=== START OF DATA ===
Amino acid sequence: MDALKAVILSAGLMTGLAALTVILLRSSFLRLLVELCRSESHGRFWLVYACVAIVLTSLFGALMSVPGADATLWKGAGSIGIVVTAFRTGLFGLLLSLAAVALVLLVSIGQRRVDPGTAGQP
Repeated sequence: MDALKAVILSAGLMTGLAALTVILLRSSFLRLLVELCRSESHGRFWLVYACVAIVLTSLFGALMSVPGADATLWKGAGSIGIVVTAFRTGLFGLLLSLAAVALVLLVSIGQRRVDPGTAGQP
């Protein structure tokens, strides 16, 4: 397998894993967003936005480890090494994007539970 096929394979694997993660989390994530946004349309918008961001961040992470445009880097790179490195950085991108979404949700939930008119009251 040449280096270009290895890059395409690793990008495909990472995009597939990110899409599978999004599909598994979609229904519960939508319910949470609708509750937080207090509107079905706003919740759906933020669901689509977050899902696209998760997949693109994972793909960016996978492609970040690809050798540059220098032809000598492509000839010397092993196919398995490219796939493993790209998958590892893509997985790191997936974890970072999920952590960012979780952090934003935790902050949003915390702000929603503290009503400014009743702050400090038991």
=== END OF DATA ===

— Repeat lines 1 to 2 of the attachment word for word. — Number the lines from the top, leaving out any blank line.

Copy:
Amino acid sequence: MDALKAVILSAGLMTGLAALTVILLRSSFLRLLVELCRSESHGRFWLVYACVAIVLTSLFGALMSVPGADATLWKGAGSIGIVVTAFRTGLFGLLLSLAAVALVLLVSIGQRRVDPGTAGQP
Repeated sequence: MDALKAVILSAGLMTGLAALTVILLRSSFLRLLVELCRSESHGRFWLVYACVAIVLTSLFGALMSVPGADATLWKGAGSIGIVVTAFRTGLFGLLLSLAAVALVLLVSIGQRRVDPGTAGQP